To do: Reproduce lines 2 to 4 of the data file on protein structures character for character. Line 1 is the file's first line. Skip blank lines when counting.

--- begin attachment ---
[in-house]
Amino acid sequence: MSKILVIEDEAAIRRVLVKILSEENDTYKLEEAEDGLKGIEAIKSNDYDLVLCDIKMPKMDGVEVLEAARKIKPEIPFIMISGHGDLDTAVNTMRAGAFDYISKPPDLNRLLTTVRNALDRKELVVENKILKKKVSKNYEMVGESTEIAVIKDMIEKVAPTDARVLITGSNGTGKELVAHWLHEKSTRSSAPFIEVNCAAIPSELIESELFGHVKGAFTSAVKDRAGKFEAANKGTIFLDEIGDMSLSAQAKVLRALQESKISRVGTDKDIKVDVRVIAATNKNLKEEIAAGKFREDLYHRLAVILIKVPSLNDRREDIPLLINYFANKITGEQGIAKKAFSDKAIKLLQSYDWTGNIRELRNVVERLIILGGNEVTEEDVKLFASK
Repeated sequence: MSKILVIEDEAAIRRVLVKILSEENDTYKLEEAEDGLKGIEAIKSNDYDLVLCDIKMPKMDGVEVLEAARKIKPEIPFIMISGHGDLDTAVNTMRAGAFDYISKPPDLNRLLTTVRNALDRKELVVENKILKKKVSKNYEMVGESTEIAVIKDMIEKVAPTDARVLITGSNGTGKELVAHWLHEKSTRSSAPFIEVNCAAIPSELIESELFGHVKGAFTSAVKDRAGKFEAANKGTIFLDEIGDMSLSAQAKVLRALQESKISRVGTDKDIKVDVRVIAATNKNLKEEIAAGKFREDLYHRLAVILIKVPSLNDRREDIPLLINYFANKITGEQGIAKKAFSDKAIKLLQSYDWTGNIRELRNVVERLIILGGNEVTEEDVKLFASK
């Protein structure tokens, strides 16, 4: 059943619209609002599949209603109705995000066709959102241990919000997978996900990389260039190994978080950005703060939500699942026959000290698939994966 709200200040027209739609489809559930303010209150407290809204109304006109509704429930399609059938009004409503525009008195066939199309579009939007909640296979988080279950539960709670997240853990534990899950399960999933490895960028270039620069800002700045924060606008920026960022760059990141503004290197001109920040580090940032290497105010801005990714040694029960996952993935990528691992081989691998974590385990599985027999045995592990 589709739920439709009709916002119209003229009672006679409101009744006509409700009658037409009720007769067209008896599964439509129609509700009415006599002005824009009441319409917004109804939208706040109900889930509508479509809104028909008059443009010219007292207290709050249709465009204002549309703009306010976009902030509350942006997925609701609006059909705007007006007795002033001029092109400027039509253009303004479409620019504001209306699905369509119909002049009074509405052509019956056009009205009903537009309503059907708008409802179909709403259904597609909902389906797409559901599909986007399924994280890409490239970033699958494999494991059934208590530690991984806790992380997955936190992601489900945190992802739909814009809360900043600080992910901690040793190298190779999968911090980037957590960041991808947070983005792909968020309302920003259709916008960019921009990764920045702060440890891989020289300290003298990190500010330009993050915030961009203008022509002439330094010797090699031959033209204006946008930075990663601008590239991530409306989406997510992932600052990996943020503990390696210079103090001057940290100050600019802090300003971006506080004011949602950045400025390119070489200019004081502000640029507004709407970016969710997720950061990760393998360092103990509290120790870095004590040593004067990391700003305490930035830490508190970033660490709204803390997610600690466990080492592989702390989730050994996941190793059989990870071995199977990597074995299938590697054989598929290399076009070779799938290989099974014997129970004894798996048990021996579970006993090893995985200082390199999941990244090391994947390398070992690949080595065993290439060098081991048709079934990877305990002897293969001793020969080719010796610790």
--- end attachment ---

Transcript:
Amino acid sequence: MSKILVIEDEAAIRRVLVKILSEENDTYKLEEAEDGLKGIEAIKSNDYDLVLCDIKMPKMDGVEVLEAARKIKPEIPFIMISGHGDLDTAVNTMRAGAFDYISKPPDLNRLLTTVRNALDRKELVVENKILKKKVSKNYEMVGESTEIAVIKDMIEKVAPTDARVLITGSNGTGKELVAHWLHEKSTRSSAPFIEVNCAAIPSELIESELFGHVKGAFTSAVKDRAGKFEAANKGTIFLDEIGDMSLSAQAKVLRALQESKISRVGTDKDIKVDVRVIAATNKNLKEEIAAGKFREDLYHRLAVILIKVPSLNDRREDIPLLINYFANKITGEQGIAKKAFSDKAIKLLQSYDWTGNIRELRNVVERLIILGGNEVTEEDVKLFASK
Repeated sequence: MSKILVIEDEAAIRRVLVKILSEENDTYKLEEAEDGLKGIEAIKSNDYDLVLCDIKMPKMDGVEVLEAARKIKPEIPFIMISGHGDLDTAVNTMRAGAFDYISKPPDLNRLLTTVRNALDRKELVVENKILKKKVSKNYEMVGESTEIAVIKDMIEKVAPTDARVLITGSNGTGKELVAHWLHEKSTRSSAPFIEVNCAAIPSELIESELFGHVKGAFTSAVKDRAGKFEAANKGTIFLDEIGDMSLSAQAKVLRALQESKISRVGTDKDIKVDVRVIAATNKNLKEEIAAGKFREDLYHRLAVILIKVPSLNDRREDIPLLINYFANKITGEQGIAKKAFSDKAIKLLQSYDWTGNIRELRNVVERLIILGGNEVTEEDVKLFASK
């Protein structure tokens, strides 16, 4: 059943619209609002599949209603109705995000066709959102241990919000997978996900990389260039190994978080950005703060939500699942026959000290698939994966 709200200040027209739609489809559930303010209150407290809204109304006109509704429930399609059938009004409503525009008195066939199309579009939007909640296979988080279950539960709670997240853990534990899950399960999933490895960028270039620069800002700045924060606008920026960022760059990141503004290197001109920040580090940032290497105010801005990714040694029960996952993935990528691992081989691998974590385990599985027999045995592990 589709739920439709009709916002119209003229009672006679409101009744006509409700009658037409009720007769067209008896599964439509129609509700009415006599002005824009009441319409917004109804939208706040109900889930509508479509809104028909008059443009010219007292207290709050249709465009204002549309703009306010976009902030509350942006997925609701609006059909705007007006007795002033001029092109400027039509253009303004479409620019504001209306699905369509119909002049009074509405052509019956056009009205009903537009309503059907708008409802179909709403259904597609909902389906797409559901599909986007399924994280890409490239970033699958494999494991059934208590530690991984806790992380997955936190992601489900945190992802739909814009809360900043600080992910901690040793190298190779999968911090980037957590960041991808947070983005792909968020309302920003259709916008960019921009990764920045702060440890891989020289300290003298990190500010330009993050915030961009203008022509002439330094010797090699031959033209204006946008930075990663601008590239991530409306989406997510992932600052990996943020503990390696210079103090001057940290100050600019802090300003971006506080004011949602950045400025390119070489200019004081502000640029507004709407970016969710997720950061990760393998360092103990509290120790870095004590040593004067990391700003305490930035830490508190970033660490709204803390997610600690466990080492592989702390989730050994996941190793059989990870071995199977990597074995299938590697054989598929290399076009070779799938290989099974014997129970004894798996048990021996579970006993090893995985200082390199999941990244090391994947390398070992690949080595065993290439060098081991048709079934990877305990002897293969001793020969080719010796610790």